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Monday, April 19, 2010

Goldman Sachs: Too Big to Obey the Law

On a short-term tactical basis, Goldman Sachs clearly has little to fear. It has relatively deep pockets and will fight the securities "Fab" allegations tooth and nail; resolving that case, through all the appeals stages, will take many years. Friday's announcement had a significant negative impact on the market perception of Goldman's franchise value - partly because what they are accused of doing to unsuspecting customers is so disgusting. But, as a Bank of America analyst (Guy Mozkowski) points out this morning, the dollar amount of this specific allegation is small relative to Goldman's overall business and - frankly - Goldman's market position is so strong that most customers feel a lack of plausible alternatives.
The main action, obviously, is in the potential widening of the investigation (good articles in the WSJ today, but behind their paywall). This is likely to include more Goldman deals as well as other major banks, most of which are generally presumed to have engaged in at least roughly parallel activities – although the precise degree of nondisclosure for adverse material information presumably varied. Two congressmen have reasonably already drawn the link to the AIG bailout (how much of that was made necessary by fundamentally fraudulent transactions?), Gordon Brown is piling on (a regulatory sheep trying to squeeze into wolf's clothing for election day on May 6), and the German government would dearly love to blame the governance problems in its own banks (e.g., IKB) on someone else.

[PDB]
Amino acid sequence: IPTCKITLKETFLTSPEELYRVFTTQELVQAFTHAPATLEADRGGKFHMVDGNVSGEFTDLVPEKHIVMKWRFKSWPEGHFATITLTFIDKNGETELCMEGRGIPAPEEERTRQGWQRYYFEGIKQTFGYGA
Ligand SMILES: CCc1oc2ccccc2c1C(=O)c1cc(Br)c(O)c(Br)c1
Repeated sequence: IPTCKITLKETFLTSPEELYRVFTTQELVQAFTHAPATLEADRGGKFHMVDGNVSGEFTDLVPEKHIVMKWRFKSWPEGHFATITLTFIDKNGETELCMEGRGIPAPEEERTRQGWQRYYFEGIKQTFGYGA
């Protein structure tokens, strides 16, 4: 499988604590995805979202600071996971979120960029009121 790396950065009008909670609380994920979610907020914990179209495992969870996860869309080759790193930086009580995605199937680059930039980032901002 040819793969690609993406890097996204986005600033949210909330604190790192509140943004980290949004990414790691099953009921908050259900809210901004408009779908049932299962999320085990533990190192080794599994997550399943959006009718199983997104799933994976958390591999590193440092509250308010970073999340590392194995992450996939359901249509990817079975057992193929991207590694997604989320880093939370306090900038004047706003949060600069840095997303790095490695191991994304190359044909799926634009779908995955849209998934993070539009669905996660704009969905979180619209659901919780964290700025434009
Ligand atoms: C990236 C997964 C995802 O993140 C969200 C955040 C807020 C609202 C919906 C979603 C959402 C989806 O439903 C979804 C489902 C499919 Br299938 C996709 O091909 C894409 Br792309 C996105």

But as the White House surveys the battlefield this morning and considers how best to press home the advantage, one major fact dominates. Any pursuit of Goldman and others through our legal system increases uncertainty and could even cause a political run on the bank - through politicians and class action lawsuits piling on.
And, as no doubt Jamie Dimon (the articulate and very well connected head of JP Morgan Chase) already told Treasury Secretary Tim Geithner over the weekend, if we "demonize" our big banks in this fashion, it will undermine our economic recovery and could weaken financial stability around the world.
Dimon's points are valid, given our financial structure - this is exactly what makes him so very dangerous. Our biggest banks, in effect, have become too big to be held accountable before the law. LinkHere


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